The Italian company, Mares, introduced its Mares Genius computer. Mares' chief technology officer, Sergio Angelini, is a mathematical geek, and he gave me a rundown of all the parameters that can be entered to personalize it -- and a headache trying to keep up with him. If you want the full nine yards, you can get it in an article by Angelini at Underwater Technology (https://issuu.com/sut7/docs/underwater_technology_35.2; www.mares.com)

The French whiz kids at Thalatoo showed the Maoi, a new computer concept that debuted last year -- it mounts on your mask and promises a head-up display. Thalatoo is still looking to get it to market, so there is still a question about whether it will ever be available to buy (www.thalatoo.com).

The same might be said of the French Serenity S1 Frioul. It's a dive computer that works in conjunction with a beacon to help you navigate back to the boat. The three-item kit also allows those on the boat to monitor the various positions of several divers in the water, giving an extra degree of safety (www.serenityconcept.com).

The even more clever people at Ariadna Tech in Finland displayed the Posio dive computer that, by means of a separate unit strapped to your leg, can learn your fin strokes and then, in conjunction with surface GPS, show a 3D route you can take on your dives, effectively bringing GPSstyle navigation to your dives. That leg-mounted sensor uses your swimming motion to build a real-time picture of where you are in the water. Is the Posio Diver Positioning System an example of more technology than we really need? (www.ariadna.tech)

The Miscellaneous

Every DEMA show offers a hopeful entrepreneur attempting to break into the dive market, and the inventor of the Aqua Sketch Tablet was no exception this year. He showed a frame that uses waterproof paper so that divers can take their own pre-prepared dive notes, printed at home on standard-size paper, underwater with them (www.aquaSketch.com).

Aqua Sketch Tablet

Ocean Technology Systems showed its Spectrum full-face diving mask, into which you can fit your regulator's second stage. The idea is that it keeps the face warm and dry, eliminates jaw fatigue and prevents exposure to nasty water-based pathogens (www.oceantechnologysystems.com).

Among products that were a little hair-raising, the Easy Dive Snorkelator comes from the company that makes Spare Air. It combines a snorkel with a switchable Spare Air cylinder for those who want to snorkel and swim down from the surface. No mention of pneumothorax or emphysema, though, because what could possibly go wrong? (www.spareair.com)

SUBlue Compact DPVThose who want the best will want gear made out of titanium, a lightweight and durable metal, but it comes at a pretty penny. All-titanium regulators have been the province of Atomic Aquatics up to now, so it's ironic that the man who designed that company's original item created the original design on which the Scubapro titanium Mk25T Evo S620Ti is based (www.scubapro.com).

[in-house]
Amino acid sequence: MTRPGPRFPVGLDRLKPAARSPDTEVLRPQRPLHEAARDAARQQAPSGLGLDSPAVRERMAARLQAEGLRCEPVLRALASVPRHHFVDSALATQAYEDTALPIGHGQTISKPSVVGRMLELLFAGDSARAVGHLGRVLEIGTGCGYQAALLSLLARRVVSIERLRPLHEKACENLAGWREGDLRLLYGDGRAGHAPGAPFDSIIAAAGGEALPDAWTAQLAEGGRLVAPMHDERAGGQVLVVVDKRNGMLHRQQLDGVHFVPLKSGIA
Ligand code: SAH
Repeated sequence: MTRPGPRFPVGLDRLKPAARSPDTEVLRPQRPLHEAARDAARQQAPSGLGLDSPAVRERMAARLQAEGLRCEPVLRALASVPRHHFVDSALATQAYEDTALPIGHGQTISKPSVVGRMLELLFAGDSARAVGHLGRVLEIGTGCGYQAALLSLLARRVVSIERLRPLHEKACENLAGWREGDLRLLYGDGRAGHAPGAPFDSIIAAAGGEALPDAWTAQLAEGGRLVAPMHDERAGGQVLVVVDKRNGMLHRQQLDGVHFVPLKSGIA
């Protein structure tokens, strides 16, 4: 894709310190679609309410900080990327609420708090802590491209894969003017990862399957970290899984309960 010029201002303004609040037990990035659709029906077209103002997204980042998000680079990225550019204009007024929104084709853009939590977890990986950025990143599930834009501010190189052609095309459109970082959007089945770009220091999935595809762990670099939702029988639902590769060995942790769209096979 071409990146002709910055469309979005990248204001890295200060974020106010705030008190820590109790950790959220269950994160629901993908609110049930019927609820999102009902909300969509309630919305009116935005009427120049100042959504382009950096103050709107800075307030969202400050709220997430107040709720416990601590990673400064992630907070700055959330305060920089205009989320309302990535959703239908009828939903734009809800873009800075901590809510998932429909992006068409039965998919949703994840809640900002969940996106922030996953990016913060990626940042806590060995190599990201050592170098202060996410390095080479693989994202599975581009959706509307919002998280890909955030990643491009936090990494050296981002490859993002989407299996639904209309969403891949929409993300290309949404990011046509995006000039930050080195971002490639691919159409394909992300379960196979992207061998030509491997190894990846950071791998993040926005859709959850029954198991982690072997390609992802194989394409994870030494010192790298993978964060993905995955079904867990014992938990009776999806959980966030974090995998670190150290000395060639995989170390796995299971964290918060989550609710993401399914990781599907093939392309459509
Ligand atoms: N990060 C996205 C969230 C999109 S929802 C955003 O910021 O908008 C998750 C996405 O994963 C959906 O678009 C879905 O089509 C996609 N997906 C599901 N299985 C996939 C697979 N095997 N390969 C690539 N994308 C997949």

For those of us who get a little weary when swimming any distance, there were, as usual, plenty of motor-driven aids available, including the armmounted Scubajet, a refined development of something we first saw at last year's DEMA show (www.scubajet.com). The SUBlue compact DPV is good for 30 minutes of in-water use before recharging (www.sublue.com).

If you're getting too tired to bother with the effort of actually diving and you have at least $4,000 or more to spare, you can dive vicariously with a remote-controlled ROV such as the Deep Trekker (maximum operating depth ranges from 164 to 500 feet, depending on the model), which had its fine control and maneuverability features demonstrated in a clear acrylic tank for all to see (www.deeptrekker.com).

Stream2Sea showed a range of sunscreens, shampoos and sting-relief products that claimed to be kind to coral reefs and their ecosystems. There was no sign of its rival, Reef Safe, and its oxybenzone-based products on display, which we denounced in the August 2018 issue of Undercurrent (www.stream2sea.com).

Finally, some excellent news from Fourth Element, a small but rapidly growing eco-conscious British company, which introduced its prototype Surface wetsuit made from recycled content. Its "Ocean Positive" lining is made up of 95 percent material from recovered plastic bottles. Barring any production problems, expect it to be on sale soon (www.fourthelement.com).

-- John Bantin